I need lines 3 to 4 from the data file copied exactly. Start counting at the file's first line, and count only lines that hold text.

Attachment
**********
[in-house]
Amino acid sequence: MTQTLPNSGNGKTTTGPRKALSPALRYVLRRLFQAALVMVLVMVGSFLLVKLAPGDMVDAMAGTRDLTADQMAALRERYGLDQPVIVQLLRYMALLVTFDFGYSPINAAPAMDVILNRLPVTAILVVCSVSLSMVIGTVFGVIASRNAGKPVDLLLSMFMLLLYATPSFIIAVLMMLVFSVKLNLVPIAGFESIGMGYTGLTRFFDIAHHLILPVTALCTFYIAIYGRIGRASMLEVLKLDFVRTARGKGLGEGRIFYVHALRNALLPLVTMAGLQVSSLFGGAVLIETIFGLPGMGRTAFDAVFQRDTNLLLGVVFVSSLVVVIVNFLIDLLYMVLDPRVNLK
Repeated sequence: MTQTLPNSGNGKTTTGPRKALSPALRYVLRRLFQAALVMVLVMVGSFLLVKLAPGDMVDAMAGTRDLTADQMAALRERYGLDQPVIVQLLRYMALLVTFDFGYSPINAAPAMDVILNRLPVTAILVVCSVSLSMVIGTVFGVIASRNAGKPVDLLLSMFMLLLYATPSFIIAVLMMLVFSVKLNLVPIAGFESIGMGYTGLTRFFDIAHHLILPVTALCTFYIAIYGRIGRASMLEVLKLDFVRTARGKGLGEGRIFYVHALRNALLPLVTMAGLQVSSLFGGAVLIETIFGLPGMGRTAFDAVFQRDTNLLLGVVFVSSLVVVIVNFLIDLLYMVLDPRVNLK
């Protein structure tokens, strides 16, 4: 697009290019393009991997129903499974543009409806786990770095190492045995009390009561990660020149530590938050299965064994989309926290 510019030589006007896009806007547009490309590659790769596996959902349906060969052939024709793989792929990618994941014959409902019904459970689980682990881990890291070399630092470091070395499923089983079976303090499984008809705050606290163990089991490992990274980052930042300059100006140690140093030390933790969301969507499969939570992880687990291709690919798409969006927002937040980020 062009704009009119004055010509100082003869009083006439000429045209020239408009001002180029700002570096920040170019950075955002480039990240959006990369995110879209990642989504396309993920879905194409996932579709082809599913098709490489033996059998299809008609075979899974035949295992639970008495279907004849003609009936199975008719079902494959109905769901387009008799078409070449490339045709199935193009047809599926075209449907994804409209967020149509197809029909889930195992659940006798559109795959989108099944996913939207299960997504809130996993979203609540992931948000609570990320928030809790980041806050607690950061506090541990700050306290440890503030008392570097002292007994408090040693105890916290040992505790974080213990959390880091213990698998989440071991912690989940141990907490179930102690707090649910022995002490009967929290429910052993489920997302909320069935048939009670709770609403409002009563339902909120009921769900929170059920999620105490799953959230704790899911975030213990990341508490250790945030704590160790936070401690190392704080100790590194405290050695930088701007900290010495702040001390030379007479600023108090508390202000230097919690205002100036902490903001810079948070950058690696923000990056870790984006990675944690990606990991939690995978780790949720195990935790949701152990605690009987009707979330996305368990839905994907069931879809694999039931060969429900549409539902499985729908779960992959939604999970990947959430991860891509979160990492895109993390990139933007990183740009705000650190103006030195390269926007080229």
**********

Repeated sequence: MTQTLPNSGNGKTTTGPRKALSPALRYVLRRLFQAALVMVLVMVGSFLLVKLAPGDMVDAMAGTRDLTADQMAALRERYGLDQPVIVQLLRYMALLVTFDFGYSPINAAPAMDVILNRLPVTAILVVCSVSLSMVIGTVFGVIASRNAGKPVDLLLSMFMLLLYATPSFIIAVLMMLVFSVKLNLVPIAGFESIGMGYTGLTRFFDIAHHLILPVTALCTFYIAIYGRIGRASMLEVLKLDFVRTARGKGLGEGRIFYVHALRNALLPLVTMAGLQVSSLFGGAVLIETIFGLPGMGRTAFDAVFQRDTNLLLGVVFVSSLVVVIVNFLIDLLYMVLDPRVNLK
């Protein structure tokens, strides 16, 4: 697009290019393009991997129903499974543009409806786990770095190492045995009390009561990660020149530590938050299965064994989309926290 510019030589006007896009806007547009490309590659790769596996959902349906060969052939024709793989792929990618994941014959409902019904459970689980682990881990890291070399630092470091070395499923089983079976303090499984008809705050606290163990089991490992990274980052930042300059100006140690140093030390933790969301969507499969939570992880687990291709690919798409969006927002937040980020 062009704009009119004055010509100082003869009083006439000429045209020239408009001002180029700002570096920040170019950075955002480039990240959006990369995110879209990642989504396309993920879905194409996932579709082809599913098709490489033996059998299809008609075979899974035949295992639970008495279907004849003609009936199975008719079902494959109905769901387009008799078409070449490339045709199935193009047809599926075209449907994804409209967020149509197809029909889930195992659940006798559109795959989108099944996913939207299960997504809130996993979203609540992931948000609570990320928030809790980041806050607690950061506090541990700050306290440890503030008392570097002292007994408090040693105890916290040992505790974080213990959390880091213990698998989440071991912690989940141990907490179930102690707090649910022995002490009967929290429910052993489920997302909320069935048939009670709770609403409002009563339902909120009921769900929170059920999620105490799953959230704790899911975030213990990341508490250790945030704590160790936070401690190392704080100790590194405290050695930088701007900290010495702040001390030379007479600023108090508390202000230097919690205002100036902490903001810079948070950058690696923000990056870790984006990675944690990606990991939690995978780790949720195990935790949701152990605690009987009707979330996305368990839905994907069931879809694999039931060969429900549409539902499985729908779960992959939604999970990947959430991860891509979160990492895109993390990139933007990183740009705000650190103006030195390269926007080229």